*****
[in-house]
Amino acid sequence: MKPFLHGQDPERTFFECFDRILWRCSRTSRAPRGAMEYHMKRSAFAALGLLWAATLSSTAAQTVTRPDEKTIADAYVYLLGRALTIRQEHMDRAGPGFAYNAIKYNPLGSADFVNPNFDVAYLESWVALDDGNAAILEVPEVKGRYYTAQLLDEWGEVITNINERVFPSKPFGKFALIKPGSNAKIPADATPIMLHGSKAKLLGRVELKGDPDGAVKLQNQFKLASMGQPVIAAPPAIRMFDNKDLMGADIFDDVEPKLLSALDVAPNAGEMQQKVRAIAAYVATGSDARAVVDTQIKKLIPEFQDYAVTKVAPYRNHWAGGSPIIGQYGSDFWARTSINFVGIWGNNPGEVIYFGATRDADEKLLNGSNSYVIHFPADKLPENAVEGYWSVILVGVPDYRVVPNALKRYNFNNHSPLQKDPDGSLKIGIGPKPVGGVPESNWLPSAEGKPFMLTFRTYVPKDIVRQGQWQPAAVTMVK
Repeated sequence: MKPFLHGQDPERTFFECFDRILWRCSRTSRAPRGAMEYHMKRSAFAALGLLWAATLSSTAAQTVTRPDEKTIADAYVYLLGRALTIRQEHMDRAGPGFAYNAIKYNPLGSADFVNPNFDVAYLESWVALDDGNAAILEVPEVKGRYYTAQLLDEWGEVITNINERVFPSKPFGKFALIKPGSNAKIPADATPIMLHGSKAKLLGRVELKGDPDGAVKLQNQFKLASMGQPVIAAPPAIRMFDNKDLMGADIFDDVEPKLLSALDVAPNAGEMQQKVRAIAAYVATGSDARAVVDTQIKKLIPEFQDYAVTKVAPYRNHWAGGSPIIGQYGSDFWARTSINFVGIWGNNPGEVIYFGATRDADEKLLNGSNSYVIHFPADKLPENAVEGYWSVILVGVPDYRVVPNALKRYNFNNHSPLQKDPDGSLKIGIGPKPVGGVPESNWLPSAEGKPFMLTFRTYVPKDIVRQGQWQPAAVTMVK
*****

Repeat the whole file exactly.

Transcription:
[in-house]
Amino acid sequence: MKPFLHGQDPERTFFECFDRILWRCSRTSRAPRGAMEYHMKRSAFAALGLLWAATLSSTAAQTVTRPDEKTIADAYVYLLGRALTIRQEHMDRAGPGFAYNAIKYNPLGSADFVNPNFDVAYLESWVALDDGNAAILEVPEVKGRYYTAQLLDEWGEVITNINERVFPSKPFGKFALIKPGSNAKIPADATPIMLHGSKAKLLGRVELKGDPDGAVKLQNQFKLASMGQPVIAAPPAIRMFDNKDLMGADIFDDVEPKLLSALDVAPNAGEMQQKVRAIAAYVATGSDARAVVDTQIKKLIPEFQDYAVTKVAPYRNHWAGGSPIIGQYGSDFWARTSINFVGIWGNNPGEVIYFGATRDADEKLLNGSNSYVIHFPADKLPENAVEGYWSVILVGVPDYRVVPNALKRYNFNNHSPLQKDPDGSLKIGIGPKPVGGVPESNWLPSAEGKPFMLTFRTYVPKDIVRQGQWQPAAVTMVK
Repeated sequence: MKPFLHGQDPERTFFECFDRILWRCSRTSRAPRGAMEYHMKRSAFAALGLLWAATLSSTAAQTVTRPDEKTIADAYVYLLGRALTIRQEHMDRAGPGFAYNAIKYNPLGSADFVNPNFDVAYLESWVALDDGNAAILEVPEVKGRYYTAQLLDEWGEVITNINERVFPSKPFGKFALIKPGSNAKIPADATPIMLHGSKAKLLGRVELKGDPDGAVKLQNQFKLASMGQPVIAAPPAIRMFDNKDLMGADIFDDVEPKLLSALDVAPNAGEMQQKVRAIAAYVATGSDARAVVDTQIKKLIPEFQDYAVTKVAPYRNHWAGGSPIIGQYGSDFWARTSINFVGIWGNNPGEVIYFGATRDADEKLLNGSNSYVIHFPADKLPENAVEGYWSVILVGVPDYRVVPNALKRYNFNNHSPLQKDPDGSLKIGIGPKPVGGVPESNWLPSAEGKPFMLTFRTYVPKDIVRQGQWQPAAVTMVK